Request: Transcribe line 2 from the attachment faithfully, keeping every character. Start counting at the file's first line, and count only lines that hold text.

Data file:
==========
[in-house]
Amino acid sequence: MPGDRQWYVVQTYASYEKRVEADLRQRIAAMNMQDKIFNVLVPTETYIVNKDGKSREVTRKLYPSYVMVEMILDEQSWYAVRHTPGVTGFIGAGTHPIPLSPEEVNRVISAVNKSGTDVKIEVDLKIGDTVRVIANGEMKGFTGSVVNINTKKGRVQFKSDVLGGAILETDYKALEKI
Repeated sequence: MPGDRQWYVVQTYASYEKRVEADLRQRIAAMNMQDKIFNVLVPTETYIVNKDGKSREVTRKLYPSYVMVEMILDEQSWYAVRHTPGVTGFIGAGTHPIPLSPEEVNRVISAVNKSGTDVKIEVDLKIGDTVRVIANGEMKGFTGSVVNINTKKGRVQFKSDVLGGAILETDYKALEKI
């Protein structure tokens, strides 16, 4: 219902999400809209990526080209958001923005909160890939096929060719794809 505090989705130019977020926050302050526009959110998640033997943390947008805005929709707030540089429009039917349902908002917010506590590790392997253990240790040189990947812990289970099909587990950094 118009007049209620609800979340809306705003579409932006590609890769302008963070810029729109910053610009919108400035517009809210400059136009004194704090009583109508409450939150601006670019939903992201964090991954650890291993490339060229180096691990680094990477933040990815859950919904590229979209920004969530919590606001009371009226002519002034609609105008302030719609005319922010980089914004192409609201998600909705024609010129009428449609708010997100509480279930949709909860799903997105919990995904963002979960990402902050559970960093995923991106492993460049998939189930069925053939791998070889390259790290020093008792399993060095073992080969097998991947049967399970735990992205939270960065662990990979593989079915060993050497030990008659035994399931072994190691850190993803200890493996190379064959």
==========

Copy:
Amino acid sequence: MPGDRQWYVVQTYASYEKRVEADLRQRIAAMNMQDKIFNVLVPTETYIVNKDGKSREVTRKLYPSYVMVEMILDEQSWYAVRHTPGVTGFIGAGTHPIPLSPEEVNRVISAVNKSGTDVKIEVDLKIGDTVRVIANGEMKGFTGSVVNINTKKGRVQFKSDVLGGAILETDYKALEKI